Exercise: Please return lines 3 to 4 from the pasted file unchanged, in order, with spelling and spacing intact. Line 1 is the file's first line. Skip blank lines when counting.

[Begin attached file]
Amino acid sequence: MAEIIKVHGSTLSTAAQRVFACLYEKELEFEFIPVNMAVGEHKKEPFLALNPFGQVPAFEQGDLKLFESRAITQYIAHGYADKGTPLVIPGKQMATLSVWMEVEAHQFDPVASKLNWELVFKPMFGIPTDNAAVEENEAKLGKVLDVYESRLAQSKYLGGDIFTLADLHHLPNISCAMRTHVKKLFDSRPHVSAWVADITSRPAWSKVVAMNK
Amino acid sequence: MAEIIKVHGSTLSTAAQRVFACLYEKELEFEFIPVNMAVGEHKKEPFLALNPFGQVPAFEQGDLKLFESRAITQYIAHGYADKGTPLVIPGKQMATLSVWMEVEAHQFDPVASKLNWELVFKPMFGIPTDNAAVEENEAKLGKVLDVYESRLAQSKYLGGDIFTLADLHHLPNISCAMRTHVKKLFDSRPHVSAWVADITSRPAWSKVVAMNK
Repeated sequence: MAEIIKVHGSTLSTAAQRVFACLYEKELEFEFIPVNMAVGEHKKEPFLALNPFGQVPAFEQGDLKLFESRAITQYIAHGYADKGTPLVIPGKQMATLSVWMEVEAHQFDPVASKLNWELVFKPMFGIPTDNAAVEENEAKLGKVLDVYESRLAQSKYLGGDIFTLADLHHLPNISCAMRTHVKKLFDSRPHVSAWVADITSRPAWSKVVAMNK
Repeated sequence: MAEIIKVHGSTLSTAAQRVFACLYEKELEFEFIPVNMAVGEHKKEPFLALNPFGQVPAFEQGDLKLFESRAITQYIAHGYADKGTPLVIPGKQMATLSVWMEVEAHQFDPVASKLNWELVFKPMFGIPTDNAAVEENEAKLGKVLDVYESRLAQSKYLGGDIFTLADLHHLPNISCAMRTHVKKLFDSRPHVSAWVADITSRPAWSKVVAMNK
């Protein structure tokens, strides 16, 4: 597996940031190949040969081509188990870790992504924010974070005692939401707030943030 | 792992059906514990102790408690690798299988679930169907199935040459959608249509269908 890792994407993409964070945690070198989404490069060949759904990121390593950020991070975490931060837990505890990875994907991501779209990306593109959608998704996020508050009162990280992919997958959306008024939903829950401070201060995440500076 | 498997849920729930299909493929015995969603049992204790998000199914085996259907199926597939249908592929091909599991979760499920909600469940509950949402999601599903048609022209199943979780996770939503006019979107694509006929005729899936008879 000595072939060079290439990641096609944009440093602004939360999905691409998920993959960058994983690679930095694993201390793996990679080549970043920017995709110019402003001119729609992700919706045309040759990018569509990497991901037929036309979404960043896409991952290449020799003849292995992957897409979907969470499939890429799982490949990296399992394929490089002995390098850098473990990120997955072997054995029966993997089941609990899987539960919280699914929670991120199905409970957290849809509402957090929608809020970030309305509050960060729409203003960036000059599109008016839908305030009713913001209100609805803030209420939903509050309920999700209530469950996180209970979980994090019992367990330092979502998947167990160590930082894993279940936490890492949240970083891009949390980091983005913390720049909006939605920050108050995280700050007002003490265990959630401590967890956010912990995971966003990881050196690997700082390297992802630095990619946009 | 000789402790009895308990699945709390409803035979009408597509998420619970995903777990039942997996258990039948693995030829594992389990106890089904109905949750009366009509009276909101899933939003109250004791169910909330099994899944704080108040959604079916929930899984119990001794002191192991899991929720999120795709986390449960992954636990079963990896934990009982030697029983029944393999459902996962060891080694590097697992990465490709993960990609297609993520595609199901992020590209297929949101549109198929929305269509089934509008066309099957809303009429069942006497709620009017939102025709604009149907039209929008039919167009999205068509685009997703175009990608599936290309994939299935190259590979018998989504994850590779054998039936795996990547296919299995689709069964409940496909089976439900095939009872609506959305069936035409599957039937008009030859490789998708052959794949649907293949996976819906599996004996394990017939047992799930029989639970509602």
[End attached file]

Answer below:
Repeated sequence: MAEIIKVHGSTLSTAAQRVFACLYEKELEFEFIPVNMAVGEHKKEPFLALNPFGQVPAFEQGDLKLFESRAITQYIAHGYADKGTPLVIPGKQMATLSVWMEVEAHQFDPVASKLNWELVFKPMFGIPTDNAAVEENEAKLGKVLDVYESRLAQSKYLGGDIFTLADLHHLPNISCAMRTHVKKLFDSRPHVSAWVADITSRPAWSKVVAMNK
Repeated sequence: MAEIIKVHGSTLSTAAQRVFACLYEKELEFEFIPVNMAVGEHKKEPFLALNPFGQVPAFEQGDLKLFESRAITQYIAHGYADKGTPLVIPGKQMATLSVWMEVEAHQFDPVASKLNWELVFKPMFGIPTDNAAVEENEAKLGKVLDVYESRLAQSKYLGGDIFTLADLHHLPNISCAMRTHVKKLFDSRPHVSAWVADITSRPAWSKVVAMNK